Plane relocation

If you’re headed to your new home by plane and your stuff won’t get there for a bit, you’ll need to plan your packing differently than if your car and moving truck are going with you. If you’re likely to beat your household stuff, you’ll want to pack a LOT of extra stuff to keep the kids feeling secure on the trip. This list will vary depending on where you’re staying when you arrive – your new empty home vs hotel vs family or friend’s home. Factor that in!

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CARRY-ON: Assume checked luggage will be lost and just be prepared to schlep an obscene amount of stuff through the airport.

  • Clothes: An extra 2 outfits for each child and 1 for yourself. Diapers: enough for 2 days.
  • SNACKS. All the snacks. Hungry children are not happy children. Formula for 2 days if your baby is still taking it.
  • Entertainment: A handful of their favorite toys and books. Bonus points for getting a new book and toy as a ‘moving present’ to make it more exciting. Good time to ignore screen time limits 😀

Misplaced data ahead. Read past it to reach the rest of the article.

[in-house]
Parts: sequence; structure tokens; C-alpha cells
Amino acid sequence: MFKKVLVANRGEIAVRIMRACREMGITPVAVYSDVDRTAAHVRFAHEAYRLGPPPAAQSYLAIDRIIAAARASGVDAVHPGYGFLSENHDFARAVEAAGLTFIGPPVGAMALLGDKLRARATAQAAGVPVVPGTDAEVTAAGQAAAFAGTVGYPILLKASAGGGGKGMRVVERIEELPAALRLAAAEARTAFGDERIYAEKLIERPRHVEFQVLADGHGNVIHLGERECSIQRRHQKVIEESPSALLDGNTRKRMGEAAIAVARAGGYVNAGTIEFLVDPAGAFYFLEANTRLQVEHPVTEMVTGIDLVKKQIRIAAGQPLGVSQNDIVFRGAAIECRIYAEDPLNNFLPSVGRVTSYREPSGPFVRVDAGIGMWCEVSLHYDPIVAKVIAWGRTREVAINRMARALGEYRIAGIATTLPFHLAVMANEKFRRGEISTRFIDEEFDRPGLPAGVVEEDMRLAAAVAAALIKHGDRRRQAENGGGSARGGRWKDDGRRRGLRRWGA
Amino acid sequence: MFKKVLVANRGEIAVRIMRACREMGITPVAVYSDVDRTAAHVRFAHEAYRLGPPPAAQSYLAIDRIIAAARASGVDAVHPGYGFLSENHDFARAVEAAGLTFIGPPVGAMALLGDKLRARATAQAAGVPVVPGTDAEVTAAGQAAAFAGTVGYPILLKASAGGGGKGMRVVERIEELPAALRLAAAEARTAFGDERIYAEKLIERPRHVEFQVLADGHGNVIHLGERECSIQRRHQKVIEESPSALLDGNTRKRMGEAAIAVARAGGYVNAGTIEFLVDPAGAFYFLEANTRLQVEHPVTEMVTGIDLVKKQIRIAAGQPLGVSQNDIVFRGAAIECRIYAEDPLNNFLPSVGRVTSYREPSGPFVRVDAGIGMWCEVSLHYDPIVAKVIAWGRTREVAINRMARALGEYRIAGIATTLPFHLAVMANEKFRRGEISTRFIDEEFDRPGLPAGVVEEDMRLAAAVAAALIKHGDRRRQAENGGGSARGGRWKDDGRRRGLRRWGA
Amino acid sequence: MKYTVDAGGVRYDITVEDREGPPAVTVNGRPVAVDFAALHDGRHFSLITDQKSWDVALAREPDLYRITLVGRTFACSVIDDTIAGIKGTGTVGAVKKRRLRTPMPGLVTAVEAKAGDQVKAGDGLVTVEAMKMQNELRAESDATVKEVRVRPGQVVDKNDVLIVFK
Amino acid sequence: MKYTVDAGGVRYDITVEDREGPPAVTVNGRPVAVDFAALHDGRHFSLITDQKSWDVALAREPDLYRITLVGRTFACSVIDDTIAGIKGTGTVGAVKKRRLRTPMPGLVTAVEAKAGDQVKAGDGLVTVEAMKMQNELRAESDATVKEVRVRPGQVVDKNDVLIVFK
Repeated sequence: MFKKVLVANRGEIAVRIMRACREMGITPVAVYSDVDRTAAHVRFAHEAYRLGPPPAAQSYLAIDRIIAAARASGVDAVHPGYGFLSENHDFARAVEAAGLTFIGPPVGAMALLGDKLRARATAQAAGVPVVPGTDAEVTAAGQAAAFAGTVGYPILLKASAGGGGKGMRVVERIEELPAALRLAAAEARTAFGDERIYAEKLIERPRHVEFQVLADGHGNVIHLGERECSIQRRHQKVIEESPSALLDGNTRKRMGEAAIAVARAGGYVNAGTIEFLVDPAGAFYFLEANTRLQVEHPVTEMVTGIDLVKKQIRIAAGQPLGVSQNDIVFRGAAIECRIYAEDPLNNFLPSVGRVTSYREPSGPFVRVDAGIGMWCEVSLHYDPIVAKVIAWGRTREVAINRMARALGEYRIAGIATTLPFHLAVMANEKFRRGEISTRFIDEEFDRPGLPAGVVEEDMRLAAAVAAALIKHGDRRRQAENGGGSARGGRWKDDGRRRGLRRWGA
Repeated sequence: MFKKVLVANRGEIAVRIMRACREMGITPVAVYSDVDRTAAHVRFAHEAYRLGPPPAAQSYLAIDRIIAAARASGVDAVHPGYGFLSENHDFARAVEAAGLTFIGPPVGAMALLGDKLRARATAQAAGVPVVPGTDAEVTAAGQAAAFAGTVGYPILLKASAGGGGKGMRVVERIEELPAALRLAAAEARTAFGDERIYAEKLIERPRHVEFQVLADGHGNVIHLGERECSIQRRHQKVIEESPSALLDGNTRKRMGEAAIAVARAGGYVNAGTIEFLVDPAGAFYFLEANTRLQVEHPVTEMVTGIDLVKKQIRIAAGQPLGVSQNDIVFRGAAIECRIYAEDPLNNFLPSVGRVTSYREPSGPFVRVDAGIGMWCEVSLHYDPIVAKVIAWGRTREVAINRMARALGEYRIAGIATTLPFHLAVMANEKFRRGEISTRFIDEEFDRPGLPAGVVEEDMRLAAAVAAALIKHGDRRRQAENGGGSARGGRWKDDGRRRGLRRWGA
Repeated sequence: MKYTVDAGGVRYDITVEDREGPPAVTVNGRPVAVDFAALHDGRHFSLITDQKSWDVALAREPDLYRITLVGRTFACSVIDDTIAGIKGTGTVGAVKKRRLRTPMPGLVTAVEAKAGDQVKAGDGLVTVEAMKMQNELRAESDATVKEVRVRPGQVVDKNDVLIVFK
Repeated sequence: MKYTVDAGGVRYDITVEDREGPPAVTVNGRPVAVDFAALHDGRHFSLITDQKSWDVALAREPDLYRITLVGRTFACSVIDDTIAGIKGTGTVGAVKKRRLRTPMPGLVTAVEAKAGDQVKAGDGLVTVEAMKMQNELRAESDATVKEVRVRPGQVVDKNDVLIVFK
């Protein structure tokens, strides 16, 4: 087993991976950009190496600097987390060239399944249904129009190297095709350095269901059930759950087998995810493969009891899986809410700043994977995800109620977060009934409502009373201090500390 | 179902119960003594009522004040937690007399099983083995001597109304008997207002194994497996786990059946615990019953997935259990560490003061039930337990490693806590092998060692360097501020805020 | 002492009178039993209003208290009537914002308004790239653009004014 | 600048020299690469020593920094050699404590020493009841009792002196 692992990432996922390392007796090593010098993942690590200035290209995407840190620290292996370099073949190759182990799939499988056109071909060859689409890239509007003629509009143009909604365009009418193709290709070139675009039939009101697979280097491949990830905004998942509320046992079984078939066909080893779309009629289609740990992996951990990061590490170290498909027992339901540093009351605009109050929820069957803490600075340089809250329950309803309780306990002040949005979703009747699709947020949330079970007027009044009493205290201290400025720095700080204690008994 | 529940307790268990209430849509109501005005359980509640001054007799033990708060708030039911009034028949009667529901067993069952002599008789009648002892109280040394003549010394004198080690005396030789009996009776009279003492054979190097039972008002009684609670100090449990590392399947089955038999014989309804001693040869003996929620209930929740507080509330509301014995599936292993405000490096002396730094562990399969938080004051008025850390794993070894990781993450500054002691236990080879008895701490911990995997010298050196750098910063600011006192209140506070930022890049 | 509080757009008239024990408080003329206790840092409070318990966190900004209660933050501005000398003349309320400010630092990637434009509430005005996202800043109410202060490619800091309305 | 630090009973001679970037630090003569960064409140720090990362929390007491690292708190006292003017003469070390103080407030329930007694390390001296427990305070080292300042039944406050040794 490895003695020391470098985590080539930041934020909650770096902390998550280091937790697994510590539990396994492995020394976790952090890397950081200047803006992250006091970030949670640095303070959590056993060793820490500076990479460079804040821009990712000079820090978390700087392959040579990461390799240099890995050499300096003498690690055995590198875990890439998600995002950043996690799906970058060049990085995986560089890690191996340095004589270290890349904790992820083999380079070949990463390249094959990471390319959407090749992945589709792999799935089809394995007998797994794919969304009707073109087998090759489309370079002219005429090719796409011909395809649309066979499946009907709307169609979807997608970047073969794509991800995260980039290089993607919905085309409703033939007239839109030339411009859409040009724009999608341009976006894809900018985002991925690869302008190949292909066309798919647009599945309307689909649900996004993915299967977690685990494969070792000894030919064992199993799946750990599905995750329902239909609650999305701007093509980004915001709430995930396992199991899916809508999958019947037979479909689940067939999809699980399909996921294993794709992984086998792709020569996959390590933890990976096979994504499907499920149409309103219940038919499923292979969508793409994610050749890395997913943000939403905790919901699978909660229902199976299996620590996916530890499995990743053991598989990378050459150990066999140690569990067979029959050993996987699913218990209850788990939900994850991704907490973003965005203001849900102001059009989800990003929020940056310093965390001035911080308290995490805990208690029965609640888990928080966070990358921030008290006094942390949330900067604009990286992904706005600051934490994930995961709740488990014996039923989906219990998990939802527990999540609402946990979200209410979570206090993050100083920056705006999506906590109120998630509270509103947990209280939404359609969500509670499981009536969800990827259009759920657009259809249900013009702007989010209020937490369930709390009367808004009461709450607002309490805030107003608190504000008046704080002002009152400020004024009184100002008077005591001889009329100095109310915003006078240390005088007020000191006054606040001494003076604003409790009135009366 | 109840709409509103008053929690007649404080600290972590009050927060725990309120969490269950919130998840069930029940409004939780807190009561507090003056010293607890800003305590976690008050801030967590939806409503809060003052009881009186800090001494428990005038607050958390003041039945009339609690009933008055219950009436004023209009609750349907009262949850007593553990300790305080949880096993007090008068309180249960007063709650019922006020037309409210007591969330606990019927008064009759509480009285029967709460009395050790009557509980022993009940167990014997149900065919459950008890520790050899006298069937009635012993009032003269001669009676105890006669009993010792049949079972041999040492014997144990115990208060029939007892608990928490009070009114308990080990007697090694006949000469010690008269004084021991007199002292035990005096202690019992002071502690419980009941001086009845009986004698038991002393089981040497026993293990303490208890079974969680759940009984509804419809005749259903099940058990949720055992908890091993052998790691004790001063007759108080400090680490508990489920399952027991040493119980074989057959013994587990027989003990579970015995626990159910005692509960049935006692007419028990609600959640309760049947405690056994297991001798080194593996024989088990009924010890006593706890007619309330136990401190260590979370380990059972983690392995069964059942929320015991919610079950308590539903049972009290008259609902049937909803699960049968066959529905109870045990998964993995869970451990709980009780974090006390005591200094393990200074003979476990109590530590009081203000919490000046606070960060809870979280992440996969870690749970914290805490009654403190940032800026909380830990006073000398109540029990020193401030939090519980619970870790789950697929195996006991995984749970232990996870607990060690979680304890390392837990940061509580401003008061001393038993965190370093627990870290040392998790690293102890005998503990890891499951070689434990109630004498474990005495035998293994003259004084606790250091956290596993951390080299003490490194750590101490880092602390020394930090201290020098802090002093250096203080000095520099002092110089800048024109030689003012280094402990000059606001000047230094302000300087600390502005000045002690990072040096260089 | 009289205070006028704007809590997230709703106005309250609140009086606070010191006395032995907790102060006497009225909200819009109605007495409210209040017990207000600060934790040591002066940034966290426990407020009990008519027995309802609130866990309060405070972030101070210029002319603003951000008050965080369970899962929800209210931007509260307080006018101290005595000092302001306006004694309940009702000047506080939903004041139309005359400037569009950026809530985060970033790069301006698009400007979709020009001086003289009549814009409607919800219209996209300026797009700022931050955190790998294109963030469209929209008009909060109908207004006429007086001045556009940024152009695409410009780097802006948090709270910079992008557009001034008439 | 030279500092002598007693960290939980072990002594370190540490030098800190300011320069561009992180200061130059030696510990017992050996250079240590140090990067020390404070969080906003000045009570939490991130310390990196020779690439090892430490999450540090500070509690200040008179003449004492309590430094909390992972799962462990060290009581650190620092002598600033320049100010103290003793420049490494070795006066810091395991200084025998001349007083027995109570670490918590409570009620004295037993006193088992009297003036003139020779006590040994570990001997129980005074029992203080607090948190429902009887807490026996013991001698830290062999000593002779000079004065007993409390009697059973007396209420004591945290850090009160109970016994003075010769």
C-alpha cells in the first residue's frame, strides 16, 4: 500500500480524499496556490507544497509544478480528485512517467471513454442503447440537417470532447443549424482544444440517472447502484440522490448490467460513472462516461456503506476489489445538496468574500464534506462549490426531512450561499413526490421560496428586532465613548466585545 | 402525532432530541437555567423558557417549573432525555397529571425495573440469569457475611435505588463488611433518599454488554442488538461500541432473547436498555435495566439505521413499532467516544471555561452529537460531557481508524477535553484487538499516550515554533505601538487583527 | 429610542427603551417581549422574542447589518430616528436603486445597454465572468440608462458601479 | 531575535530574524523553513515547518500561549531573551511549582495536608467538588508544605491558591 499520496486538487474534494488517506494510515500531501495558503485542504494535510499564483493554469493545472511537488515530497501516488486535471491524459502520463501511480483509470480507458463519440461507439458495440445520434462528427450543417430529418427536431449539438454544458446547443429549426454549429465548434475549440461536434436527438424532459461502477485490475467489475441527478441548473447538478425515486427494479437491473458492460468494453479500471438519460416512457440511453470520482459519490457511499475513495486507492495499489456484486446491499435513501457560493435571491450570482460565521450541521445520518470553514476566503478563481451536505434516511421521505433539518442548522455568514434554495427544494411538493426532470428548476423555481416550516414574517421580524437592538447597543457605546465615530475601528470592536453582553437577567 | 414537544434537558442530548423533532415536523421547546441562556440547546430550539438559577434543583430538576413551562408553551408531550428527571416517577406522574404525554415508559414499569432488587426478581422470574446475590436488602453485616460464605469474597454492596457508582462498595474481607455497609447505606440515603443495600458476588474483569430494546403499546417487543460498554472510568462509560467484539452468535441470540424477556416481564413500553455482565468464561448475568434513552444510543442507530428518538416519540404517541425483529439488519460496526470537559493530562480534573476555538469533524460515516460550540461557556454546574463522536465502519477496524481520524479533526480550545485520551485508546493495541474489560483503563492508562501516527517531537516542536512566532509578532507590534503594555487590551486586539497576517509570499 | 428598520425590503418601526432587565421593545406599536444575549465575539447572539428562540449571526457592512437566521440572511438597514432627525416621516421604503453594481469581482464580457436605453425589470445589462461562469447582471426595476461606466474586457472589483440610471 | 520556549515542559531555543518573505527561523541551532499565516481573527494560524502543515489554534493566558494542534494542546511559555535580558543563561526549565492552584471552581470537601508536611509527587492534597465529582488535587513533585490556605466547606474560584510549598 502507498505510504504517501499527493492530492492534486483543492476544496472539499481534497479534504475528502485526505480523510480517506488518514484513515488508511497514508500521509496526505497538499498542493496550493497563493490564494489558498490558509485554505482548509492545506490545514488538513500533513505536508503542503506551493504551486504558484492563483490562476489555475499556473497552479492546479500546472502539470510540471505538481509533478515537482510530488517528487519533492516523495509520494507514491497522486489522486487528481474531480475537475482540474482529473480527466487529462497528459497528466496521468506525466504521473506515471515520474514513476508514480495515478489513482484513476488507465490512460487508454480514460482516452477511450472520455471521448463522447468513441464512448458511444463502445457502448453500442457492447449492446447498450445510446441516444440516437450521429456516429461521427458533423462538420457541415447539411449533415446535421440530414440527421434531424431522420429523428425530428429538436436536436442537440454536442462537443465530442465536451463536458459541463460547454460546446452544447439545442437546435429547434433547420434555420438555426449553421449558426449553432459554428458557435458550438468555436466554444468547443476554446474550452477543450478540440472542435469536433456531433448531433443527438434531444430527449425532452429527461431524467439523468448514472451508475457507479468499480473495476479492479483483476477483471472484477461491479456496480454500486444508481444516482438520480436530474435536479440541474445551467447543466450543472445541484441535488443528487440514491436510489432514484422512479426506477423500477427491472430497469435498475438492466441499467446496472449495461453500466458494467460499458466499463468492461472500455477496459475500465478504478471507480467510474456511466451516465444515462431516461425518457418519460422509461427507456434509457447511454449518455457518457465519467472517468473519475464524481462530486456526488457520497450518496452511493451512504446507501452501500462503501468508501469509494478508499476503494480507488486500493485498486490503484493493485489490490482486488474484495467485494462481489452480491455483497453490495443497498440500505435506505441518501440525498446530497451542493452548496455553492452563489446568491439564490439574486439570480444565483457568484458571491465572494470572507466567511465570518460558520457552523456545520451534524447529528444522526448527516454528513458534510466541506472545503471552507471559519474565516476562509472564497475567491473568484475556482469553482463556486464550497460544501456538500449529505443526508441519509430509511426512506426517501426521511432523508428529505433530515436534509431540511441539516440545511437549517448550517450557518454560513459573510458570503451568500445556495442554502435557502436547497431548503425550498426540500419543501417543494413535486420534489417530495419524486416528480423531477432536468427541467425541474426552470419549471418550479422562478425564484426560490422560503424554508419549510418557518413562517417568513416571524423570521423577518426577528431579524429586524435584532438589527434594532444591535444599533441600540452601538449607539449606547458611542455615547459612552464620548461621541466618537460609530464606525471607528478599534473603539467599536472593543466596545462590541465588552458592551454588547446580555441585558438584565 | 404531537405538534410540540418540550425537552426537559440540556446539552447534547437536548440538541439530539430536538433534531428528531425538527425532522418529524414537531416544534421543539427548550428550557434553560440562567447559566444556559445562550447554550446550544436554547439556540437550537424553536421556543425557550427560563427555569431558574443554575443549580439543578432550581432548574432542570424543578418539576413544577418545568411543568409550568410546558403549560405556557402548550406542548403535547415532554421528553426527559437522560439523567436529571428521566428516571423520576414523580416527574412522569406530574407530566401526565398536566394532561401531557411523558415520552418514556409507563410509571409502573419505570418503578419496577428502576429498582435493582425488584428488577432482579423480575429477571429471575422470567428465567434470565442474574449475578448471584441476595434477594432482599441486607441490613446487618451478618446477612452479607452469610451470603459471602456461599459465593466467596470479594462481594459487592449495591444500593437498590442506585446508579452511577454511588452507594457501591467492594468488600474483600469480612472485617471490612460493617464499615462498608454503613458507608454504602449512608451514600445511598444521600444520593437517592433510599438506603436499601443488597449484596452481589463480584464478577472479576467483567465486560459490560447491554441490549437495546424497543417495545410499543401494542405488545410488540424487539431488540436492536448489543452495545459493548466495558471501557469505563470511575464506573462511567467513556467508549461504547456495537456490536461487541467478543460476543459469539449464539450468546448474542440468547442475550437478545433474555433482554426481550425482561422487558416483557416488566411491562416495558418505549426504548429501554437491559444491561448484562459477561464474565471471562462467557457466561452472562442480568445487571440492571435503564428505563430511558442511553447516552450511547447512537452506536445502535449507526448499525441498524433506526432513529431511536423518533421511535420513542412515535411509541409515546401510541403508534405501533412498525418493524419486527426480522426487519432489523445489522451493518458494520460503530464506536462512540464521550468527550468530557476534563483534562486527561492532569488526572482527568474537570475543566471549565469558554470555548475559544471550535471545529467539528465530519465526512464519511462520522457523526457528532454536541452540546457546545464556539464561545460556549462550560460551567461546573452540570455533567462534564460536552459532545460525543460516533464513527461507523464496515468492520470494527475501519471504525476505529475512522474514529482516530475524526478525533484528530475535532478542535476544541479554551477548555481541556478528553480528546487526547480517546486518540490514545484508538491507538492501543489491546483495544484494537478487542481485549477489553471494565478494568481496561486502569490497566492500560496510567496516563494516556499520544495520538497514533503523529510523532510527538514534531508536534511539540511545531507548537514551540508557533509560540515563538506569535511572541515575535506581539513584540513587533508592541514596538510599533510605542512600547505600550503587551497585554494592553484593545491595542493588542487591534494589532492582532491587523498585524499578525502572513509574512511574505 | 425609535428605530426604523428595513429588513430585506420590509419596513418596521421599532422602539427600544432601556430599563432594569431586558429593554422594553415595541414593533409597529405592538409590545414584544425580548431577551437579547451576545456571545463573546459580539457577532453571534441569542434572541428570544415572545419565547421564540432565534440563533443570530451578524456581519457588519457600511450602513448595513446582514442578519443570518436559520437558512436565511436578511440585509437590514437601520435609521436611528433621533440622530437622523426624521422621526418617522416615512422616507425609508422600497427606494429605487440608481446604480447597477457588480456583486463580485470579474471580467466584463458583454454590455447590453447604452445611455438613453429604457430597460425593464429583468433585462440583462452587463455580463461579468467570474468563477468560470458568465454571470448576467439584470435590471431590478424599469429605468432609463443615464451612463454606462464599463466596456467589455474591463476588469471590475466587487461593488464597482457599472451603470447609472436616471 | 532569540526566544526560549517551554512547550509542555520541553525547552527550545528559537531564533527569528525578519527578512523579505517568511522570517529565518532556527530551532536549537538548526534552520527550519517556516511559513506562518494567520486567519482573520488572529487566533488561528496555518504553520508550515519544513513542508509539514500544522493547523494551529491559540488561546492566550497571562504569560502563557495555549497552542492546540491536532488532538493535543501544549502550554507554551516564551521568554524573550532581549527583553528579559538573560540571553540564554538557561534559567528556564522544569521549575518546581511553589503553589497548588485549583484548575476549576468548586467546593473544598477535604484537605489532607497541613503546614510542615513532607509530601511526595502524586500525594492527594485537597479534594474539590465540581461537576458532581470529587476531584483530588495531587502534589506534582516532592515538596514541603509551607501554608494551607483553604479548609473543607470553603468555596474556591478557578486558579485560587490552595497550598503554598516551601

• The kid’s usual cups: especially if they’re little and have a favorite sippie cup.
  • Car seats and stroller if applicable (gate check).
  •  Toiletries: their usual bath soap, lotion, diaper cream, toothbrush and toothpaste, some baby tylenol and motrin and any other meds you use on a regular basis. Everything you can bring to avoid a late-night trip to the store. Make sure you include at least 2 days supply of any prescription medications YOU are taking.
  • Important documents (see above list)

CHECKED LUGGAGE:

  • More clothes than you think you need. Moving trucks are OFTEN late by a few days and access to laundry might be variable. I basically double the number of days I expect for this.